AEW Fight Forever certainly has moments where it delivers on its promise of back-to-basics, arcade-like pro wrestling fun. However, such moments are few and far between. More often than not, you’ll be wrestling with buggy combat, lackluster visuals, and an underbaked career mode that feels woefully tacked on. It’s not a bad effort from Yuke’s, but one that’s far from the developer’s best work.
Massive base roster
Simplistic, arcade-like fighting
Amazing arena customization
Combat and moves often bug out
Custom superstars lack options
Career mode feels rushed
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Platform reviewed: PS5
Available on: PS5, PS4, Xbox Series X|S, Xbox One, Nintendo Switch
Release date: June 29, 2023
AEW Fight Forever had all the makings of a title contender. The game marked developer Yuke’s’ return to the wrestling genre, five years on from WWE 2K19. With a fresh roster and promising a return to simpler, arcade-like play, AEW Fight Forever looked like it could’ve been something very special. Something that could’ve recaptured the phenomenal Smackdown vs. RAW era of wrestling games.
Despite the game putting its best foot forward in terms of modes and features, it’s packed with bugs. While certainly not quite as woeful as WWE 2K20, AEW Fight Forever is noticeably unpolished, with buggy combat and clumsy hitboxes plaguing most matches. Add in dated visuals, bare-bones creation suites, and a career mode that feels like a last-minute addition, and you’re better off buying WWE 2K23 instead, especially as both titles retail at full price.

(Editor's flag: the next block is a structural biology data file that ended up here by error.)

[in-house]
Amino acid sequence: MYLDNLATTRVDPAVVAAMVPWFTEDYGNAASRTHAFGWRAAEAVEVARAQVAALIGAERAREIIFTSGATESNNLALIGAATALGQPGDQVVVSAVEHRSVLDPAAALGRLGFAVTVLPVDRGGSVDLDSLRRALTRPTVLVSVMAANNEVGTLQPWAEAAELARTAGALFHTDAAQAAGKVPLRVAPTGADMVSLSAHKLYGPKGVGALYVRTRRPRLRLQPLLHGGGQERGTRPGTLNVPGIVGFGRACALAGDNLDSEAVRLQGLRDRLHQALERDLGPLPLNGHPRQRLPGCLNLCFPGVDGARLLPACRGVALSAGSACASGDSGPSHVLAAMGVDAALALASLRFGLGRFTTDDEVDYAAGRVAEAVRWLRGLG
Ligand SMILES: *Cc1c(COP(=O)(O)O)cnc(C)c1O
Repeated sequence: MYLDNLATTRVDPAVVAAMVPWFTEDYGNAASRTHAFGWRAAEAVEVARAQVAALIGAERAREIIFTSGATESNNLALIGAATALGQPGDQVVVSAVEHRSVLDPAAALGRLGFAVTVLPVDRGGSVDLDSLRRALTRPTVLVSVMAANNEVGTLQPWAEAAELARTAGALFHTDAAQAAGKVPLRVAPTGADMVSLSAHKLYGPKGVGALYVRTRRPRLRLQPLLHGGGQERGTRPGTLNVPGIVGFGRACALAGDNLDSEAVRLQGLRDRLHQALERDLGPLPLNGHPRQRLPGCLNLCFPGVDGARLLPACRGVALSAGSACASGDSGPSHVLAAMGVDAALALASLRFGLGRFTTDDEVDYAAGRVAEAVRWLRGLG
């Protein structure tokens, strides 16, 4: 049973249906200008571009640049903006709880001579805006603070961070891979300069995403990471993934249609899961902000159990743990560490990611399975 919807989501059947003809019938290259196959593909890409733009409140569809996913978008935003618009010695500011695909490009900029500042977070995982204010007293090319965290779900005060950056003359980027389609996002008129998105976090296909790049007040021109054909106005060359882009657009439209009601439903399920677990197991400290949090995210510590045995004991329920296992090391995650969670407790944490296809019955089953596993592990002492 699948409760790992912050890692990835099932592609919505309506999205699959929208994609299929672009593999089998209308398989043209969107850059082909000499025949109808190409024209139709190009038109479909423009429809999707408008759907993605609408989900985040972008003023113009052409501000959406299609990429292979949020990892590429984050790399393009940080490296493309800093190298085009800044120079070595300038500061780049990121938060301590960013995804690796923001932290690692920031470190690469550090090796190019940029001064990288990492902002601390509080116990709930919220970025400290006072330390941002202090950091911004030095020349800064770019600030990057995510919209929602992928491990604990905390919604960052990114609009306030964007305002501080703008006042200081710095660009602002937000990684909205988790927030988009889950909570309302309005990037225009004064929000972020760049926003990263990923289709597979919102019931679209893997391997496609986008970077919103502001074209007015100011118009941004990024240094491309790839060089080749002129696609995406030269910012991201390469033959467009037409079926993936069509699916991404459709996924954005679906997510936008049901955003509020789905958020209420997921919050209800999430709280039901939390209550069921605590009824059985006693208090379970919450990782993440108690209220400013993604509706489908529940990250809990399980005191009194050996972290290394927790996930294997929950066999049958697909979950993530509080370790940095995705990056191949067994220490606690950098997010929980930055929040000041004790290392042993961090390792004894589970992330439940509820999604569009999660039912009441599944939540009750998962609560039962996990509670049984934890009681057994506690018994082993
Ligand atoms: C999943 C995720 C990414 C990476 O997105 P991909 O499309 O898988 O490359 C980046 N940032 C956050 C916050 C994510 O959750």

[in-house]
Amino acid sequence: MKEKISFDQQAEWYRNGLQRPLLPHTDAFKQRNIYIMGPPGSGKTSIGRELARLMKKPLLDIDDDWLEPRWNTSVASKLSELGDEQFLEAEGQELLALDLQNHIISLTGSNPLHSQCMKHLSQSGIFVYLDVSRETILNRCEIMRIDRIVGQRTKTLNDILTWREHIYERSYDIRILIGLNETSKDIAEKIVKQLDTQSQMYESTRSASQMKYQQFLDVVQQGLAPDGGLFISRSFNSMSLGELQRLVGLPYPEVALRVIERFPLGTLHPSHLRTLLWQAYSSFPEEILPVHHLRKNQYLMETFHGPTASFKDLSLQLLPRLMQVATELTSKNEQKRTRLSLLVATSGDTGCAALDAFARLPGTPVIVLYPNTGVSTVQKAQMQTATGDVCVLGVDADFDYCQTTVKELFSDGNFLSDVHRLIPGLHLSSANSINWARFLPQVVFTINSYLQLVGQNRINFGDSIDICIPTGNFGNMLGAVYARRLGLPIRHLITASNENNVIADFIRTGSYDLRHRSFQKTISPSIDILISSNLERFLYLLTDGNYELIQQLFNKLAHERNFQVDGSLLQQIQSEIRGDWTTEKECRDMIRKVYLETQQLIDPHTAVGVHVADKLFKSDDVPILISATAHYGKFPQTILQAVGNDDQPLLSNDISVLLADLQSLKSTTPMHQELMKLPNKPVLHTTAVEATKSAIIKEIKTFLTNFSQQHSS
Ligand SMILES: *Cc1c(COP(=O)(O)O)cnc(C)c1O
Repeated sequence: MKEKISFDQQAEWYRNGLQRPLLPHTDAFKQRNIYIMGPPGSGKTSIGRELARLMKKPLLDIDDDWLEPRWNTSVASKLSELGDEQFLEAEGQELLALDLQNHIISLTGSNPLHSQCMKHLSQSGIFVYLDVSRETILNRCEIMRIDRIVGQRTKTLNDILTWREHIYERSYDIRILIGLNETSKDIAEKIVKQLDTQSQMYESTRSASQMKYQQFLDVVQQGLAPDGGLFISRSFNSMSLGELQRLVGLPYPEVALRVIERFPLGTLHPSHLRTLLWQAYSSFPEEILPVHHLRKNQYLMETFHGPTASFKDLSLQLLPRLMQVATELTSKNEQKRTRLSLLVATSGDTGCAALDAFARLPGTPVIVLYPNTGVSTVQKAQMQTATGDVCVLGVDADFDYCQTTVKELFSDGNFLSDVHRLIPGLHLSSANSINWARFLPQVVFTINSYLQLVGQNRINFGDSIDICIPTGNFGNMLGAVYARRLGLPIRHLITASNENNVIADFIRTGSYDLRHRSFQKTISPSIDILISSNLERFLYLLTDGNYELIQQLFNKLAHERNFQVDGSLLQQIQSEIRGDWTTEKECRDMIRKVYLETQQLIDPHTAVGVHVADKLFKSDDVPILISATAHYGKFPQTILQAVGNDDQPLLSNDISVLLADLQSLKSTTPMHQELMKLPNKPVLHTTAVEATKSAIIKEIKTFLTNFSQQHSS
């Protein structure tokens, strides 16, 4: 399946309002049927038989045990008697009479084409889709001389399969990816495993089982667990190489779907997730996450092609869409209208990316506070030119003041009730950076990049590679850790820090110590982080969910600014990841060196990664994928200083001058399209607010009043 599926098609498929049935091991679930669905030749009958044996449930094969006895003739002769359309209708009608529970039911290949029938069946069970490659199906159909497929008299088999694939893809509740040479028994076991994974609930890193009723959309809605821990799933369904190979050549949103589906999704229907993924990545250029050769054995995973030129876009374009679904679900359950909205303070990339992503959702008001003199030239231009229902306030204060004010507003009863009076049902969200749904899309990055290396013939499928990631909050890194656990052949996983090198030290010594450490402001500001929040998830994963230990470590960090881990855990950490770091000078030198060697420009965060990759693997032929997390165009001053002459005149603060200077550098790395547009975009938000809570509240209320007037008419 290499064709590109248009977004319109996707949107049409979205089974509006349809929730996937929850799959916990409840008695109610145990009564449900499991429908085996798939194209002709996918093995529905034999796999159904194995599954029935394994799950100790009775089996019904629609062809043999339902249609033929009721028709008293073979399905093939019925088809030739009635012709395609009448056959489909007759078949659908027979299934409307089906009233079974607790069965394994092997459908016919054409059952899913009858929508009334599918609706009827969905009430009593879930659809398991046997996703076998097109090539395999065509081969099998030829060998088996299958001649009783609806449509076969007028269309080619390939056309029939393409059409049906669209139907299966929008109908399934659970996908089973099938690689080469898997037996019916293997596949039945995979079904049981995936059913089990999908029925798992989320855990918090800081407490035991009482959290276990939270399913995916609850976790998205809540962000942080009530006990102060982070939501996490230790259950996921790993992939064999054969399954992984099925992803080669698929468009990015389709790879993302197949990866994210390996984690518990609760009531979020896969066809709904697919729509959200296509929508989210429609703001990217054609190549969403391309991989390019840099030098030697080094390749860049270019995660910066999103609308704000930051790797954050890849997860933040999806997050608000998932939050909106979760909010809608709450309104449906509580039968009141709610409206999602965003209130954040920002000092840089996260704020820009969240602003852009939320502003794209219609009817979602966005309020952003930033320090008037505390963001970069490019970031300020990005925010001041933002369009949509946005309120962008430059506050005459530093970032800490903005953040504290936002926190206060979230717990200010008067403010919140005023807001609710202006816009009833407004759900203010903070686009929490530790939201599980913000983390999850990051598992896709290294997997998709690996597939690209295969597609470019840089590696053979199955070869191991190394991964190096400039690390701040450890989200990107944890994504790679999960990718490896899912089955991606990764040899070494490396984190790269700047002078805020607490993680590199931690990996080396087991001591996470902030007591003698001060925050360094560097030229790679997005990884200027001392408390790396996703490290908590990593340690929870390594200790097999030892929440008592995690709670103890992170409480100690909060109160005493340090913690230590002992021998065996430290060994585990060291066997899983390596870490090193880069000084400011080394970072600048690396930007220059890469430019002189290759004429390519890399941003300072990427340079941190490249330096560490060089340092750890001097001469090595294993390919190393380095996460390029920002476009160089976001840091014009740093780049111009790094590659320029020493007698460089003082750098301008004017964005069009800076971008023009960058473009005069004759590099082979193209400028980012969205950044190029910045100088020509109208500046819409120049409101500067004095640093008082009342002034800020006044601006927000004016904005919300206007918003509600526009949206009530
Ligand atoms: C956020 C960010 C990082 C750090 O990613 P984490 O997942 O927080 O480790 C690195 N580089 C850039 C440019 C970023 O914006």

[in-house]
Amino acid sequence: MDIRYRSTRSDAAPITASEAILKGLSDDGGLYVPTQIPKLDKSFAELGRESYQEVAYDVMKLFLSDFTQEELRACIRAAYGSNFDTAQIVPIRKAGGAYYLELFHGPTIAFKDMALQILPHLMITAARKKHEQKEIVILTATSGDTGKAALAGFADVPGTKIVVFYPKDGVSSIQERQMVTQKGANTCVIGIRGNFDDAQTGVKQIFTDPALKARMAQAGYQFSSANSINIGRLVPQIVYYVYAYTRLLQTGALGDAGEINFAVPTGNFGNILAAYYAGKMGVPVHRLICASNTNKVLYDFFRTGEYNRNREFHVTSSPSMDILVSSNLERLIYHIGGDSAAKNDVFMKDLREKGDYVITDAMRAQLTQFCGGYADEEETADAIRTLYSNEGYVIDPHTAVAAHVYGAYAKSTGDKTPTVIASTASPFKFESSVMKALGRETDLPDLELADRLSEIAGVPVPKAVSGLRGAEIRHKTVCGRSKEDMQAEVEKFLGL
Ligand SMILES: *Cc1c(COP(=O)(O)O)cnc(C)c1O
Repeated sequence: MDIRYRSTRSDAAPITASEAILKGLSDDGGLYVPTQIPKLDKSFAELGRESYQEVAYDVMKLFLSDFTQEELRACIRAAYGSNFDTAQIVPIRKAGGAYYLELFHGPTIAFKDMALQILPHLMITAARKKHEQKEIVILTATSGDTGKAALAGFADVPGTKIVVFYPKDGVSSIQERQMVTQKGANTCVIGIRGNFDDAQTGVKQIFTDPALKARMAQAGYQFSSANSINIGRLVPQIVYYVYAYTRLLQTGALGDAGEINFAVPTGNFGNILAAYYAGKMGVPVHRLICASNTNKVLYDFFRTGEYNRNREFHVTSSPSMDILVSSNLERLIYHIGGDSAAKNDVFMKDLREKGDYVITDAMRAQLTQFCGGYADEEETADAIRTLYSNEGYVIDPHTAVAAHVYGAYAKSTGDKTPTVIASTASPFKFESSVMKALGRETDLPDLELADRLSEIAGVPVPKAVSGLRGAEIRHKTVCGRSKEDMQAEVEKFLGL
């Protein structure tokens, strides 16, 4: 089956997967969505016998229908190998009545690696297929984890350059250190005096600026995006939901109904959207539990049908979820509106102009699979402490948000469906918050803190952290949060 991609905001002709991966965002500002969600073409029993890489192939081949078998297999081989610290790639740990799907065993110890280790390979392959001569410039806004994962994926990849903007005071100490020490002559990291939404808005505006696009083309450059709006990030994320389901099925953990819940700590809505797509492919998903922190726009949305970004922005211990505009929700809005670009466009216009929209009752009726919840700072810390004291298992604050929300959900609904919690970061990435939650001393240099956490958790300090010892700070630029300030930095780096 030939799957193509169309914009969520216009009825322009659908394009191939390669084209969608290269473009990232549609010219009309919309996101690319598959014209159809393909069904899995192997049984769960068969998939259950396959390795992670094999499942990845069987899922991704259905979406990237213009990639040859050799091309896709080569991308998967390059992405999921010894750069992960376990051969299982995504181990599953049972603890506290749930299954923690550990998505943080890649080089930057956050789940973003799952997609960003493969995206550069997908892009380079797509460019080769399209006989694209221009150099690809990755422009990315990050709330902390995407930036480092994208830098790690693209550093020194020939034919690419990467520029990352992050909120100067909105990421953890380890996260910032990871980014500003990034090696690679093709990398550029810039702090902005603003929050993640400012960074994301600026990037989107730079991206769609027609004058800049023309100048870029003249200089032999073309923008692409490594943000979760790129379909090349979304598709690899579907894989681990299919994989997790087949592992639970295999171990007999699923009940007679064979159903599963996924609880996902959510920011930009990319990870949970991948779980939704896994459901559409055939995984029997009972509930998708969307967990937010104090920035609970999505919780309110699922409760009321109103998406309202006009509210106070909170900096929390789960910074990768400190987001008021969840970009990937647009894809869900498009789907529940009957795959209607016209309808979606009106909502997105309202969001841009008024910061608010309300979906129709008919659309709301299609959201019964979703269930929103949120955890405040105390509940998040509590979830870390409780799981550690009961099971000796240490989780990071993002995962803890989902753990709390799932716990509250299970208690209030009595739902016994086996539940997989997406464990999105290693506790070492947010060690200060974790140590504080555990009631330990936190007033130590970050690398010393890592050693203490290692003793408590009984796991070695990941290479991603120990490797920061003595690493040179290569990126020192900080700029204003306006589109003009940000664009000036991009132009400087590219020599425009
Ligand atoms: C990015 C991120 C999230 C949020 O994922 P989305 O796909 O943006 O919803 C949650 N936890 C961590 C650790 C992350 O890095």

AEW Fight Forever makes a solid first impression. When you reach the main menu, you’ll be greeted with a litany of modes and match formats. You’ll be well-served depending on your mood, whether you’ve got an appetite for more standard single or tag matches, or something more extravagant like a Fatal 4-Way, ladder match, or Casino Battle Royale (essentially just an elimination-style Royal Rumble).
Then there’s the hilariously cartoonish Exploding Barbed Wire Death Match. This ridiculous showpiece laces the ropes with electrified barbed wire, and a ring that explodes every two minutes, dealing huge damage to the wrestler closest to the sides. It’s good comical fun that’s perfect for couch play with friends, and certainly Fight Forever’s most unique match type. And yes, this mode absolutely delivers on the promise of comical amounts of blood.
There’s an utterly colossal roster of superstars, too. Close to 50 AEW stalwarts are among the roster at launch including favorites like Kenny Omega, Sting, CM Punk, Bryan Danielson, Thunder Rosa and so many more. If you’re big into All Elite Wrestling, you’ll find your fave here.
The custom arena feature in AEW Fight Forever is absolutely fantastic. I spent more time than I’d like to admit perfecting my ring’s color scheme, entrance layout, props and lighting.